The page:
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Negotiating the New START Treaty

Rose Gottemoeller, the US chief negotiator of the New START treaty—and the first woman to lead a major nuclear arms negotiation—delivers in this book an invaluable insider’s account of the negotiations between the US and Russian delegations in Geneva in 2009 and 2010.
January 14, 2021
Rose Gottemoeller next to the book cover for Negotiating the New START Treaty

Rose Gottemoeller, the US chief negotiator of the New START treaty—and the first woman to lead a major nuclear arms negotiation—delivers in this book an invaluable insider’s account of the negotiations between the US and Russian delegations in Geneva in 2009 and 2010. It also examines the crucially important discussions about the treaty between President Barack Obama and President Dmitry Medvedev, and it describes the tough negotiations Gottemoeller and her team went through to gain the support of the Senate for the treaty. And importantly, at a time when the US Congress stands deeply divided, it tells the story of how, in a previous time of partisan division, Republicans and Democrats came together to ratify a treaty to safeguard the future of all Americans.

Rose Gottemoeller is uniquely qualified to write this book, bringing to the task not only many years of high-level experience in creating and enacting US policy on arms control and compliance but also a profound understanding of the broader politico-military context from her time as NATO Deputy Secretary General. Thanks to her years working with Russians, including as Director of the Carnegie Moscow Center, she provides rare insights into the actions of the Russian delegation—and the dynamics between Medvedev and then-Prime Minister Vladmir Putin. Her encyclopedic recall of the events and astute ability to analyze objectively, while laying out her own thoughts and feelings at the time, make this both an invaluable document of record—and a fascinating story.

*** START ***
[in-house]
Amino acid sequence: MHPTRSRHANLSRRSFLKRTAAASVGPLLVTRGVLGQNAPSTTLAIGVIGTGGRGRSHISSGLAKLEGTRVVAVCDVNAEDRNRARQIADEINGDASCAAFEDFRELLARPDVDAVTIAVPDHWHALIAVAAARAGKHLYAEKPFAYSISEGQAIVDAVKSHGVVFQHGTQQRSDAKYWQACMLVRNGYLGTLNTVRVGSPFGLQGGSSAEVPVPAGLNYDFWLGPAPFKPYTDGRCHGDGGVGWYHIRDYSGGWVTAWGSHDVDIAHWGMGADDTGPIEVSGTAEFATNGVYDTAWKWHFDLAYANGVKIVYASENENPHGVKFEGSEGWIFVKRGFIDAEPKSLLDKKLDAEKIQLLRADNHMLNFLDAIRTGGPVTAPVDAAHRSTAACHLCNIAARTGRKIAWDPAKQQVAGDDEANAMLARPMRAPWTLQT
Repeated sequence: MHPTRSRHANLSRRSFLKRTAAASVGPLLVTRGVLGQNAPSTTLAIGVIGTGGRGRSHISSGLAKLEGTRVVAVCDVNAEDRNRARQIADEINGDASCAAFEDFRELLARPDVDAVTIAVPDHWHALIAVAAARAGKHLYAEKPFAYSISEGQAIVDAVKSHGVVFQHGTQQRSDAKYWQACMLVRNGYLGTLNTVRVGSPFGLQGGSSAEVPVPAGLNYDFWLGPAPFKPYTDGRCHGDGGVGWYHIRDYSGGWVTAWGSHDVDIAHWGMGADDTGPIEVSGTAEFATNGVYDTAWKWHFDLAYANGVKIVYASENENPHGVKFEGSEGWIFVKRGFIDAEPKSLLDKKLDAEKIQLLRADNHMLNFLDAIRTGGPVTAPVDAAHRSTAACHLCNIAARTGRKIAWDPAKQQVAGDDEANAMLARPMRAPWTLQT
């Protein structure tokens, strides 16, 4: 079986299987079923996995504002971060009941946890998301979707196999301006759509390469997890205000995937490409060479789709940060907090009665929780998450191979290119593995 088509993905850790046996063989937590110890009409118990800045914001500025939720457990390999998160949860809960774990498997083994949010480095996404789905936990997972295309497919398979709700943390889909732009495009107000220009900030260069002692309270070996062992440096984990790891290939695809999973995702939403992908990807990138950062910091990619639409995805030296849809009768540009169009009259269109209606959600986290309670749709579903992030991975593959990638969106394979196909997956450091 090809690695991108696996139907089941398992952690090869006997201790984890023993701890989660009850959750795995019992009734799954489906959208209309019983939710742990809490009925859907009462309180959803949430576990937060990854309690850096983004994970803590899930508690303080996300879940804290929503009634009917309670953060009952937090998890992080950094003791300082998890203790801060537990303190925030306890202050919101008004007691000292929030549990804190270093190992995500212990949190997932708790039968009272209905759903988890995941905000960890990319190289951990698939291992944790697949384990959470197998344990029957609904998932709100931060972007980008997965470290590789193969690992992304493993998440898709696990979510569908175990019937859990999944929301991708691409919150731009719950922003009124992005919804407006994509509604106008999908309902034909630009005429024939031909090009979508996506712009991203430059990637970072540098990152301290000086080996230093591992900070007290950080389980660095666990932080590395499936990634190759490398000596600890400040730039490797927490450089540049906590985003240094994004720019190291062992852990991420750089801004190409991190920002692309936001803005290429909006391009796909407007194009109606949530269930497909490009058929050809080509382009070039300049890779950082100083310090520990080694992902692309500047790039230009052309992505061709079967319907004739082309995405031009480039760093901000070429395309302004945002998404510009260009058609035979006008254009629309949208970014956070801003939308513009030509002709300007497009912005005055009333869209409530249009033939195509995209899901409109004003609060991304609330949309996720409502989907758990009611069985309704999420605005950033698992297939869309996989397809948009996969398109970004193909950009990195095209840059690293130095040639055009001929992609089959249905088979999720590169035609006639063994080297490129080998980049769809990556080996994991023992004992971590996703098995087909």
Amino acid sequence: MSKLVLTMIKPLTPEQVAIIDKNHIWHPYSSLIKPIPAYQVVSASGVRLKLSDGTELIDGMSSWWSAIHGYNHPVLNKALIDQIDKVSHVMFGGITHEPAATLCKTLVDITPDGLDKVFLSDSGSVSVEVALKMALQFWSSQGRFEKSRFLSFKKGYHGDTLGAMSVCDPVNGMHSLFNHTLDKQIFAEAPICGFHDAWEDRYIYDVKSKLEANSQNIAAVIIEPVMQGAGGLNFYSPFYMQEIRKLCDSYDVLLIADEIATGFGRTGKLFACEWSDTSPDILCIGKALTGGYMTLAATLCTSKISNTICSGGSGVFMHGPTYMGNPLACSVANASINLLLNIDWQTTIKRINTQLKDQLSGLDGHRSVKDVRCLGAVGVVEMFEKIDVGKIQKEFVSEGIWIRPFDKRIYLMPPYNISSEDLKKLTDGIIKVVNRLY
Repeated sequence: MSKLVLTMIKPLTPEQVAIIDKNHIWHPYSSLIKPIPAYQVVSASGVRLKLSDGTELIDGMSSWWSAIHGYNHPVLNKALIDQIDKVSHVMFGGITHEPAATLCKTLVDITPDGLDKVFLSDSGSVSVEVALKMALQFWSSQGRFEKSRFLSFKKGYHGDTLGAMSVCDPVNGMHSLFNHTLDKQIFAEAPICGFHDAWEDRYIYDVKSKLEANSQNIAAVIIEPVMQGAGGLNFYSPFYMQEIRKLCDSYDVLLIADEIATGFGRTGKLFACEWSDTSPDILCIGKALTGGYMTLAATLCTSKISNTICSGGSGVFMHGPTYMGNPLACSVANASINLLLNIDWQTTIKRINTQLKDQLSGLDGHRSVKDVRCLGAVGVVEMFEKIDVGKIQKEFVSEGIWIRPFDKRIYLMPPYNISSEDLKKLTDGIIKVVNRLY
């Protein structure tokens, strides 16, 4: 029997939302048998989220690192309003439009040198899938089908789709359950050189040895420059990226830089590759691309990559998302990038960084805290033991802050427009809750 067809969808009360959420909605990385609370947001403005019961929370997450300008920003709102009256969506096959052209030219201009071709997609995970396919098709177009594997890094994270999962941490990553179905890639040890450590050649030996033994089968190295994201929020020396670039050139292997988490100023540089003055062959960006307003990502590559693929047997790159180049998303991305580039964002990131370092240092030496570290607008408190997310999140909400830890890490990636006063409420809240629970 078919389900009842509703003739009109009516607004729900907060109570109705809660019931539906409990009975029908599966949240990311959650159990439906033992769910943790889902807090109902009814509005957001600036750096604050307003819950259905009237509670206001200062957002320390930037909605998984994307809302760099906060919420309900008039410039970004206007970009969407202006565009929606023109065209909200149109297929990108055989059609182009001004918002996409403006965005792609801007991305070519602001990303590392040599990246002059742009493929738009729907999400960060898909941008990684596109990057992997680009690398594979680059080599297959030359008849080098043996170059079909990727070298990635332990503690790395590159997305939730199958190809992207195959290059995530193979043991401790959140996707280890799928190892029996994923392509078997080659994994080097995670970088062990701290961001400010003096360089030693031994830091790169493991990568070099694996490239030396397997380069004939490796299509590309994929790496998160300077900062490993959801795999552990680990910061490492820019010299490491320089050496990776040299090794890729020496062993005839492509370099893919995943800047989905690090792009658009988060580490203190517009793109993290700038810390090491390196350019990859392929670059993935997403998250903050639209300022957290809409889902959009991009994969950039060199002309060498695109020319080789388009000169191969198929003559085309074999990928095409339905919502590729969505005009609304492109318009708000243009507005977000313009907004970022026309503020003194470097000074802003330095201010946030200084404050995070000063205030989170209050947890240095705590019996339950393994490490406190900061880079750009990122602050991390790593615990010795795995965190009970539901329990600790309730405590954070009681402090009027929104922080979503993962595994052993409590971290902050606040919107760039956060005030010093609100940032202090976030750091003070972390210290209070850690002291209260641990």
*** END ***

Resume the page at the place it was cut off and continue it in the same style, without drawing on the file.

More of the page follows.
In conveying the sense of excitement and satisfaction in delivering an innovative arms control instrument for the American people and by laying out the lessons Gottemoeller and her colleagues learned, this book will serve as an inspiration for the next generation of negotiators, as a road map for them as they learn and practice their trade, and as a blueprint to inform the shaping and ratification of future treaties.